TRPV1 activation plays a key role in inflammation-induced pain in response to diverse noxious stimuli, and its activation leads to a series of complex events that contribute to this role. Here, we report the novel finding of a physical and functional association between TRPV1 and the potassium channel KCNQ2/3. To our knowledge, although several interactions with other proteins have been identified for either TRPV1 or KCNQ channels, a physical and functional interaction between these different classes of ion channels is a novel finding.
The most significant observation from our study is the functional interaction between TRPV1 and KCNQ2/3. We did not observe any functional consequence on TRPV1 as a result of association with KCNQ2/3. However, the coexpression and activation of TRPV1 significantly affect the KCNQ2/3 channel in three respects. First, the coexpression of TRPV1 changes the gating of the KCNQ2/3 channel, shifting the V1/2 of activation to more depolarized potentials, thus raising the voltage threshold for activation. This change in the activation curve is not likely caused by different expression levels of KCNQ2/3, as indicated by the similar band intensity observed in Western blot analysis of KCNQ channel expression when coexpressed with or without TRPV1 (Fig. 5 A). Second, TRPV1 activation by capsaicin profoundly inhibits KCNQ2/3-mediated current amplitude, although there is no significant further shift of the V1/2 of activation. Third, TRPV1 activation results in minimal responsiveness of KCNQ2/3 to the KCNQ channel opener retigabine in both electrophysiological and Tl+ influx assays. This insensitivity to channel modulation could be caused by the dual effects on KCNQ2/3 channels as a result of TRPV1 coexpression and activation. Although the major effect of retigabine on KCNQ channels is a hyperpolarizing shift of the half-activation voltage, this stimulatory effect is significantly attenuated by the depolarized shift in activation threshold caused by coexpression, and the reduced conductance by KCNQ2/3 caused by activation of TRPV1.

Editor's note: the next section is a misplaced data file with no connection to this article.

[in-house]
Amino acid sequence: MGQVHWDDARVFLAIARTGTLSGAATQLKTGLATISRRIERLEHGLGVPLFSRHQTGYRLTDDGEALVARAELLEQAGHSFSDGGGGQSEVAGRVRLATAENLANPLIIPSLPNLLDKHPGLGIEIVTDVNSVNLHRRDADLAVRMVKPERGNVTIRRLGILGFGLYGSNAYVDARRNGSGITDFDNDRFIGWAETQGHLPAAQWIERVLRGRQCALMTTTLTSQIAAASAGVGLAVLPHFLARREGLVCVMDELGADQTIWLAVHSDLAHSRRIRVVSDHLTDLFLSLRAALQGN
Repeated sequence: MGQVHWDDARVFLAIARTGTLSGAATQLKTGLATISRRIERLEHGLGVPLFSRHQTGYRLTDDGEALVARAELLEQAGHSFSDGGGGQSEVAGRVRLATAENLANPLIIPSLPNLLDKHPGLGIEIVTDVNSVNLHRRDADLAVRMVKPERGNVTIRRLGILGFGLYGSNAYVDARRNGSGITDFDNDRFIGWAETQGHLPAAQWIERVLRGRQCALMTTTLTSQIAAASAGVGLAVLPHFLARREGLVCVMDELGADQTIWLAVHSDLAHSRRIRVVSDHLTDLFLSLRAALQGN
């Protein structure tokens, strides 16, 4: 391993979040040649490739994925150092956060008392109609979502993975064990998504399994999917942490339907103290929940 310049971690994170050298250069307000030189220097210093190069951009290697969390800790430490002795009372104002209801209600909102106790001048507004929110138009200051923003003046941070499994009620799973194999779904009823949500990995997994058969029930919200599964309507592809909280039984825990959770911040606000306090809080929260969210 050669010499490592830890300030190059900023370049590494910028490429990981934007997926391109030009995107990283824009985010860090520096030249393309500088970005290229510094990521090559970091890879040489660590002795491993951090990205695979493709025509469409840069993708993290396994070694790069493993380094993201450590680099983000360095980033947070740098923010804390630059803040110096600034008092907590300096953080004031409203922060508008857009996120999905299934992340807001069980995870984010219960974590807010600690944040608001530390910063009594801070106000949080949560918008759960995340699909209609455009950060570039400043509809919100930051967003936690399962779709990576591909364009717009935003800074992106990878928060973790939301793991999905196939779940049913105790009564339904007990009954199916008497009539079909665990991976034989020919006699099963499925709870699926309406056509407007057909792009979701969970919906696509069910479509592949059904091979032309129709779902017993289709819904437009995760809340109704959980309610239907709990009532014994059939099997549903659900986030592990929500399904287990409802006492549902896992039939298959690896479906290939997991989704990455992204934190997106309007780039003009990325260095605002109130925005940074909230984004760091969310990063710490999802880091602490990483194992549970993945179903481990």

The rapid effect on KCNQ2/3 activity in response to TRPV1 activation suggests that this process does not involve a sudden change in expression level or redistribution of KCNQ2/3 channels on the plasma membrane. The lack of inhibitory effect of TRPV1 on KCNQ2/3 in the absence of extracellular Ca2+ observed in our assays suggests that Ca2+ influx through the activated TRPV1 channel may cause cellular events that lead to inhibition of KCNQ2/3 channel activity. Inhibition of KCNQ2/3 channels by Ca2+-mediated mechanisms has been reported for heterologously expressed channels and in rat sympathetic neurons (Selyanko and Brown, 1996; Gamper and Shapiro, 2003). For example, bradykinin inhibits the KCNQ current via Ca2+ release from IP3-sensitive Ca2+ stores in sympathetic neurons (Cruzblanca et al., 1998). Similarly, Ca2+ influx through activated TRPV1 channels could mobilize sufficient Ca2+ into cells to inhibit KCNQ2/3.
Ca2+ influx through activated TRPV1 may inhibit KCNQ2/3 channel activity by several possible mechanisms. The loss of inhibitory effect on KCNQ2/3 in the presence of excess PIP2 or the calcineurin inhibitor suggests that depletion of PIP2 from the cell membrane and activation of calcineurin contribute to functional inhibition of KCNQ2/3 by TRPV1 activation. The C-terminal region of KCNQ channels has binding sites for PIP2, and the activation of the channels requires a certain level of PIP2 in the cell membrane (Delmas and Brown, 2005). PIP2 hydrolysis caused by the stimulation of several G protein–coupled receptors, for example by specific muscarinic acetylcholine receptors, is a common mechanism for these receptors to inhibit KCNQ channels (Zhang et al., 2003). Similarly, Ca2+ influx through TRPV1 has been reported to cause depletion of PIP2 (Liu et al., 2005), which may lead to the inhibition of KCNQ2/3 channel activity. Calcineurin (protein phosphatase 2B) can be activated by a rise in intracellular Ca2+ and has been shown to inhibit KCNQ channels in sympathetic neurons (Marrion, 1996; Klee et al., 1998). It has been reported that TRPV1 activation down-regulates voltage-gated calcium channels by dephosphorylation through Ca2+-dependent activation of calcineurin (Wu et al., 2005). It is possible that a similar calcineurin-dependent mechanism may be involved in KCNQ2/3 inhibition by TRPV1. In contrast, assay in the presence of the calmodulin inhibitor revealed no involvement of calmodulin in this process, although Ca2+ binding to calmodulin has been reported as a mechanism of KCNQ2/3 channel inhibition (Gamper and Shapiro, 2003). In summary, it seems that inhibition of the KCNQ2/3 channel by Ca2+ influx through TRPV1 may involve contributions from two mechanisms. The extent to which each of these mechanisms contributes in vivo remains to be determined and may vary depending on the site of TRPV1 and KCNQ channel coexpression, as well as on specific physiological or pathophysiological stimuli.